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University Information Services (UIS) launched its Online Data and Information Network (ODIN) in December 2019. Much like its namesake Norse god, this centralized integration platform represents wisdom in supporting the University of Colorado’s online education initiatives, providing a new way to access university data and enabling innovation.
Built from the ground up using as many best-in-class technologies as possible, ODIN addresses a fundamental issue with downtime during maintenance windows for internal student and Human Resources systems. ODIN is designed to always be available, even when core systems are offline for maintenance. It is a truly 24x7 platform.
Kevin Sarsen, senior engineer of Enterprise Integrations for UIS, was the lead developer of the application programming interface (API) and the genius behind the term ‘ODIN.’ Sarsen cited three primary goals he had in mind while designing and thinks they’ve been 99.9% successful in achieving these:
To advance the CU Board of Regents’ online education initiative (often referred to as their ‘moonshot’), UIS recognized the need for a single, flexible integration point that is always available, which CU campuses could leverage to best support students.
The newly announced Fall Online Marketing Campaign represents a prime example of ODIN’s usefulness. This program offers supplemental marketing and enrollment management to support about a dozen current online programs offered across all four campuses and is the first step in CU’s two-part effort to bolster the university’s online presence.
“In order to support this program, we need to be able to integrate with state-of-the-art CRM and marketing automation systems. We need to deliver data in modern, standard formats. And we need to do it all 24x7 with no downtime or regular service interruptions. ODIN checks all of those boxes,” said Al Wirtes, assistant director of Advanced Technologies and Enterprise Architecture for UIS.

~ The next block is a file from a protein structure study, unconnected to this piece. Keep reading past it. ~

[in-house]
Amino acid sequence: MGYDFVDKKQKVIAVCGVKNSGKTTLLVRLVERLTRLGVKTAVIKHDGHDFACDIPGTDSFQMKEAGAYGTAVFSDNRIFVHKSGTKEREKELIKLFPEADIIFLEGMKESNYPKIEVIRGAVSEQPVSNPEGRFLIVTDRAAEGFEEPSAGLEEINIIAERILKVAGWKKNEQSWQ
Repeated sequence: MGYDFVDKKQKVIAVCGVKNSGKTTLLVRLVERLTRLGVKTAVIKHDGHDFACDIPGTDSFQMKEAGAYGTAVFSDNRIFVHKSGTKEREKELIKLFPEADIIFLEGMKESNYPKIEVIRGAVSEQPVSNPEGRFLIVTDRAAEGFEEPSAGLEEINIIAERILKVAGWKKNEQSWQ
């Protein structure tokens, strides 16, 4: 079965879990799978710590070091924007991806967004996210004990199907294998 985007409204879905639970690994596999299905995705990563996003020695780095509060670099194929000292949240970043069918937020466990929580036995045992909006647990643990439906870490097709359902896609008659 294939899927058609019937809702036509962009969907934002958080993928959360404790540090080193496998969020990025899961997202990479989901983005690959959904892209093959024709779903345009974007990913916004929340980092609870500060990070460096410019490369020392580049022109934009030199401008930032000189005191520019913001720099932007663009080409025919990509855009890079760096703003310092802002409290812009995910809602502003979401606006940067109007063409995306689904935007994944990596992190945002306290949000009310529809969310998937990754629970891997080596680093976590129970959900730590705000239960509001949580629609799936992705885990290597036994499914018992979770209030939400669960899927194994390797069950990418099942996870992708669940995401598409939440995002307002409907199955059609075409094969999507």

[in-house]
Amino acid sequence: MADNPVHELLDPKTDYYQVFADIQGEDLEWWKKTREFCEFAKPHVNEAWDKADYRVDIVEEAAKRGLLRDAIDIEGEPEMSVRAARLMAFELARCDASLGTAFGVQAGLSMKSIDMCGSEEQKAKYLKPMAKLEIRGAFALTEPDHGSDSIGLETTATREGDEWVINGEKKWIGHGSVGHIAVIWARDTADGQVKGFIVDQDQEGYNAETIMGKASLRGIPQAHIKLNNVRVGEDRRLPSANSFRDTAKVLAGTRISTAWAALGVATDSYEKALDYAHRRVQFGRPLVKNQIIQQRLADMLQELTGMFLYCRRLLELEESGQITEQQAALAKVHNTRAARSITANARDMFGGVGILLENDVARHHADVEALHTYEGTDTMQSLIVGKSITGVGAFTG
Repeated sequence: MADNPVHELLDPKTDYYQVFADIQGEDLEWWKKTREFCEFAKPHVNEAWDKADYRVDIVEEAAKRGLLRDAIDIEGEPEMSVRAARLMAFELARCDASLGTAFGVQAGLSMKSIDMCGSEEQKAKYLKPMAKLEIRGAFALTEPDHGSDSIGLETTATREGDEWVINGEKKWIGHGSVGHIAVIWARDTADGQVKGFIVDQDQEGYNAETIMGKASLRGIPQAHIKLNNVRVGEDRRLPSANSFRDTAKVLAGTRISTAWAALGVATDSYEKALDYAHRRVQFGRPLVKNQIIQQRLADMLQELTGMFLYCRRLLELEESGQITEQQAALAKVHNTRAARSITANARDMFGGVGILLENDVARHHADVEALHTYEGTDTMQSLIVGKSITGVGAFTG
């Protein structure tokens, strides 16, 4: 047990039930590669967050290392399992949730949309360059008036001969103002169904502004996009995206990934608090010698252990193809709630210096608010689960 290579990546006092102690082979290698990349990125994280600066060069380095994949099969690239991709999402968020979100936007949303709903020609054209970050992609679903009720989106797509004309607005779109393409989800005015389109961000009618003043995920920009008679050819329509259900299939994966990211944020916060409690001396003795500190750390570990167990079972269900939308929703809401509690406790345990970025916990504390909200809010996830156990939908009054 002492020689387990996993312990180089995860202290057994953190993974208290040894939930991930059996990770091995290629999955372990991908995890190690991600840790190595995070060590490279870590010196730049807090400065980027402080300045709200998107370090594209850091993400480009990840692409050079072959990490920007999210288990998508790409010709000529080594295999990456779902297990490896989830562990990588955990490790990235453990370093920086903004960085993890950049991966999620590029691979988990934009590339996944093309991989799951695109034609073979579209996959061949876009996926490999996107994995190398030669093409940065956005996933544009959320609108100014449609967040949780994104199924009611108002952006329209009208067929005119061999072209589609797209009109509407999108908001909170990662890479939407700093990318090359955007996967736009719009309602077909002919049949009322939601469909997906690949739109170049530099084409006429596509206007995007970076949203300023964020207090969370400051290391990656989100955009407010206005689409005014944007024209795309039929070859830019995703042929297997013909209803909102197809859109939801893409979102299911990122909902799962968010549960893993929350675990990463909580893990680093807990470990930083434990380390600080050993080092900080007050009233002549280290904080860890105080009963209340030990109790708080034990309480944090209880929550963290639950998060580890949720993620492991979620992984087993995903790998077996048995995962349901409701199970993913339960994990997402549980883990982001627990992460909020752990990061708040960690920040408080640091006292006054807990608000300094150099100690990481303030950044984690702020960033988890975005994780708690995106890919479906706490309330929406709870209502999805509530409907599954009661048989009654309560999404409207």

Nearly every UIS team worked on the project’s first phase, with 1,948 work hours required to bring it to fruition. The Integration and Architecture teams created the system design and developed the application programming interface (API). The Enterprise Cloud Services (ECS) team’s work building out a UIS Multi-cloud environment provided the ODIN’s networking backbone, which is “at the heart of what allows ODIN to be up 24x7,” Wirtes said.
UIS Middleware, Student Systems Development, Student IT Services, Quality Assurance and Project Management Office all played major roles.
Campus users are just beginning to explore ODIN’s functionality but hope to capitalize on its potential.
“We will be able to pull data much closer to real time. We’ll also be able to simplify and replace a lot of legacy processes,” said Christin Deville, learning management system administrator with the UCCS Office of Information Technology.
Sarsen believes campuses are just beginning to “catch the vision and realize the possibilities.”
Jason Black, senior domain architect for CU Boulder’s Office of Information Technology, said Wirtes is “an engaged and thoughtful service provider … addressing our concerns and taking our suggestions on board, as we in Boulder explore ways to leverage the service.”
Wirtes’ team is experimenting with alternative uses for ODIN. So far, they’ve found that it lowers the cost of experimentation, allowing for more innovative solutions.
If online education is CU’s moonshot, Wirtes likens ODIN to being UIS’s Tang. The technological advances have been designed to be re-used in a variety of solutions across the university, not just online education.
“I think we’ve still to realize the full potential of what ODIN empowers us to do. I think it’s a real game-changer,” Sarsen said.
UIS continues to make iterative improvements to enhance and advance ODIN and its supporting tools through successive project phases.